Chapter 2 : Mistress Burgh (1529 - 1534)
At the age of about sixteen, Katherine set out on a long journey to the northern part of Lincolnshire, to marry Edward Burgh. The journey, of some 135 miles would probably have taken around 10 days to two weeks, depending on the route taken, and the time of year. The obvious route, which we can follow today is up the Great North Road (the A1). A detour may have been made into Northamptonshire to visit other family members. There was a whole cluster of cousins, the Vaux, the Cheyneys and the Throckmortons settled in that county, not far from the road north.
On reaching Newark, the party would have had the choice of turning off the Great North Road to visit Lincoln, which, with its Cathedral and Castle was a major town. Given that the itinerary followed by Henry VIII on his Northern Progress in the 1540s stopped at Lincoln, before proceeding to Gainsborough, we may infer that that is the route used at the time. Otherwise, Katherine's party would have continued north, turning off the Great North Road, as the modern traveller does, onto what is now the A1133 to Gainsborough.
When Katherine arrived in Gainsborough she is likely to have felt quite at home in the delightful modern manor house, Gainsborough Hall, that had been built by her new husband's great-grandfather, some sixty years earlier. For the modern visitor, the area is quite built up, but in the 1520s the whole area was still heavily forested.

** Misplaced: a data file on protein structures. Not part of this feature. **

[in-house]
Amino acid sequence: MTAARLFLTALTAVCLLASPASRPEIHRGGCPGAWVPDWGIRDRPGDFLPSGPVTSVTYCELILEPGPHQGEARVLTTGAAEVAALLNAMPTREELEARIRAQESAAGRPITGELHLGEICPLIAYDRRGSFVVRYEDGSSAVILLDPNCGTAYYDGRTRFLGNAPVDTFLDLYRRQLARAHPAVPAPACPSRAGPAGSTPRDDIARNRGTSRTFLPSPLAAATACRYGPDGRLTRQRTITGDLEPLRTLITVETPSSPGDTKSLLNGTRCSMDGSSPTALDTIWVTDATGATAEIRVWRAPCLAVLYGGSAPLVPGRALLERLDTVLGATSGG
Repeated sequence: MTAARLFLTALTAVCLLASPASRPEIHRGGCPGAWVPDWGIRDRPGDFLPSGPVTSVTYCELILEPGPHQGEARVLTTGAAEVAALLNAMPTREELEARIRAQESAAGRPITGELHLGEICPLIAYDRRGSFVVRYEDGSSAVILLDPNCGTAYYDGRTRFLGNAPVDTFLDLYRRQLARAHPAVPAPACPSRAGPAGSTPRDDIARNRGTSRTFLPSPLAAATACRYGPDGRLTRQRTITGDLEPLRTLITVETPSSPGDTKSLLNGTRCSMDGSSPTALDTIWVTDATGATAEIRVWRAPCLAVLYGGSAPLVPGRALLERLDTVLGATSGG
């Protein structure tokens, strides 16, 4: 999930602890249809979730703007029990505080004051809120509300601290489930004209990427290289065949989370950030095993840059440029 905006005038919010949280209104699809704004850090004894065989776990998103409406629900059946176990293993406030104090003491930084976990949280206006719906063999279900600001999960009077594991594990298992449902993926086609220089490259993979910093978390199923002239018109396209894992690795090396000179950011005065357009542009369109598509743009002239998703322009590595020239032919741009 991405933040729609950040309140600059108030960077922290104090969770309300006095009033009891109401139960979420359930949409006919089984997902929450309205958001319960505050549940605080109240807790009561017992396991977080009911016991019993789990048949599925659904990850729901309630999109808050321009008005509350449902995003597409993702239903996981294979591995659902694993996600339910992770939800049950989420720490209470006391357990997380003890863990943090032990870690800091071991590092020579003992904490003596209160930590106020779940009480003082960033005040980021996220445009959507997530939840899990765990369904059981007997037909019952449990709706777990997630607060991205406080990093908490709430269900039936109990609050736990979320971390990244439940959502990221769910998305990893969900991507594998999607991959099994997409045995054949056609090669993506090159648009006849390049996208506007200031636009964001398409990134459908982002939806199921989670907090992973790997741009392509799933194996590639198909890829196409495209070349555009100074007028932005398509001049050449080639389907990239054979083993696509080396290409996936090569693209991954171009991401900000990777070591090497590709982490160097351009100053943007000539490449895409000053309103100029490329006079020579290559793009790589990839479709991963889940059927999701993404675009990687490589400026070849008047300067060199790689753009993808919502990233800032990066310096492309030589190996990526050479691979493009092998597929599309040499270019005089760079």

Katherine lived for some time with her in-laws, but then her husband, Edward, was granted the Stewardship of the Manor of the Soke of Kirton-in-Lindsey. It was granted in survivorship (ie both parties retained the position until the death of the second) with his father Sir Thomas Burgh. Katherine and Edward would have travelled the twenty or so miles to the north-east of Gainsborough to take up residence.
Today, there is a direct road between Gainsborough and Kirton, but even now it winds and twists, and five hundred years ago it was probably a difficult journey. Katherine may have been relieved that her in-laws could not visit too easily.
Kirton, set on an escarpment, overlooks the Lincolnshire Wolds. There is no trace of the house she would have lived in, the only current building of the time being the Church of St Andrew, where, no doubt, she and Edward would have worshipped.
First Widowhood (1533 - 1534)
On her widowhood in 1533, after four years in Lincolnshire, it is likely that Katherine journeyed across the Pennines to Sizergh Castle, Kendal to stay with her relative, Katherine Neville, Lady Strickland.
This would have been an arduous journey – further up the Great North Road, then either west to the south of the Pennines on what is now the A65, or north to Richmond, and then across on the route that is now the A66, or possibly even over the fells on what is now the A684. If she took this latter route (which is highly recommended as the views are fabulous) then she might have broken her journey at Snape Castle, home of her distant cousin, Sir John Neville, 3rd Baron Latimer.
Katherine’s time at Sizergh would have been her first sojourn in a castle – dating from the 1300s it is significantly older than her previous homes.Her life there is likely to have encompassed visits to Kendal, the ancestral home of her father, although falling into disrepair by the 1530s. She may well have worshipped in the Church of the Holy Trinity in Kendal, where her grandfather’s tomb can still be seen.